According to an International Renewable Energy Agency (IRENA) report, the renewable energy industry now employs 8.1 million people worldwide, with the solar sector alone employing nearly three million people – an 11 percent jump from 2015.
IRENA’s report comes just a week after several union representatives decided to approach the AFL-CIO, the main umbrella organization for American unions, with a serious allegation. What was it all about? The representatives expressed concern about renewable energy. They believe that the rise of renewable energy is a threat to the survival of the fossil fuel sector and subsequently to the jobs they support.
So, what logic do they have to back their complaint?
Well, they have used some Department of Labor stats in support of their argument that jobs in the oil and gas sector are declining at a rapid pace. While green energy jobs increased by six percent, employment in the oil and gas sector declined by 18 percent! Last year, the oil and gas extraction industry lost 17,000 jobs as compared to 2014. They also maintained that various fossil fuel regulations and increasing advocacy for the solar and other renewable energy are particularly behind the large-scale job-killings in these sectors.
Let’s check what the proponents of renewable energy had to say. They are pretty sure that the alternative energy sector will make up for the jobs lost in the oil and gas industries. The logic behind their statement? Data from the Solar Foundation’s National Solar Job Census 2015 which shows that the US solar industry has maintained a steady 20 percent growth rate for three consecutive years. In 2015, the sector employed nearly 209,000 workers, more than those engaged in oil and gas extraction. “By 2020, we expect more than 400,000 people to be employed in the solar industry,” Rhone Resch, President and CEO of the Solar Energy Industries Association said recently in a press conference.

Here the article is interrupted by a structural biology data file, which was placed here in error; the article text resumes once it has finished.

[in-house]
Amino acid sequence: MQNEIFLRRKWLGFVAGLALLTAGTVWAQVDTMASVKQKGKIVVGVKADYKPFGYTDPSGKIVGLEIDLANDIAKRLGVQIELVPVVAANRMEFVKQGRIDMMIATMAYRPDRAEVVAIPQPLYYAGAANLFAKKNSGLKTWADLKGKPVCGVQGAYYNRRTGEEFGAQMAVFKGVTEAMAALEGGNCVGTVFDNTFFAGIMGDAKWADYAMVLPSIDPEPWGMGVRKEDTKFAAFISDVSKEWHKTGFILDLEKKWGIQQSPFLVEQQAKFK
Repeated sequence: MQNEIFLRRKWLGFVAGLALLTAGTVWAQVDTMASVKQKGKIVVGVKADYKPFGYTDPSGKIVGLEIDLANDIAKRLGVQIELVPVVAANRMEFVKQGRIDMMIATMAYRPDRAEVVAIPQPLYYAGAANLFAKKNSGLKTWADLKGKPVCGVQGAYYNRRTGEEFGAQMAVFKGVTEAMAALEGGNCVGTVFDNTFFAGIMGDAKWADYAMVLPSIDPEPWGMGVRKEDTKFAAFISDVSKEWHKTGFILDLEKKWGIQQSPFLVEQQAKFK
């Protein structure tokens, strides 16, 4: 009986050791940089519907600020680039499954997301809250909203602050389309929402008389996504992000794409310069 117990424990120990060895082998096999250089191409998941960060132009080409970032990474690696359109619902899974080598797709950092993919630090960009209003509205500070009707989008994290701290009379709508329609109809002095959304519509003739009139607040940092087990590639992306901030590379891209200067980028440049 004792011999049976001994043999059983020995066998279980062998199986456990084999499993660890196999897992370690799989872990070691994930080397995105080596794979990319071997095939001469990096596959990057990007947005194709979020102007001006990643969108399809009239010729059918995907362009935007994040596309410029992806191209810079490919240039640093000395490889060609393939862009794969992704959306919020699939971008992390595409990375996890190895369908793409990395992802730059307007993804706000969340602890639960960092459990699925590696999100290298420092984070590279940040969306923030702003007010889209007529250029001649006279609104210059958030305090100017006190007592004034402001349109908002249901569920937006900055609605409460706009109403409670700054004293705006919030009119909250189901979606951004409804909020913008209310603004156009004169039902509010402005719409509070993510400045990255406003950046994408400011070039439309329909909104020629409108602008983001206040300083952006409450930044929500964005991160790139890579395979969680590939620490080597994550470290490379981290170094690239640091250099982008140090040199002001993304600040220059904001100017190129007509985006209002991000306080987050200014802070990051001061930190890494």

This massive solar growth was attributed in part to the drop in the solar energy generation costs, and in part to the improvements in battery storage technologies.
The total number of solar installations in the US has long crossed the coveted one million mark. Industry watchers predict a doubling of this number within a couple of years.
However, it will be worthwhile to mention here that growth has not been equal for all types of solar jobs – while the number of sales and manufacturing jobs remained steady over the past five years, installation jobs witnessed a significant surge. It increased from 43,934 jobs in 2010 to 119,931 in 2015.
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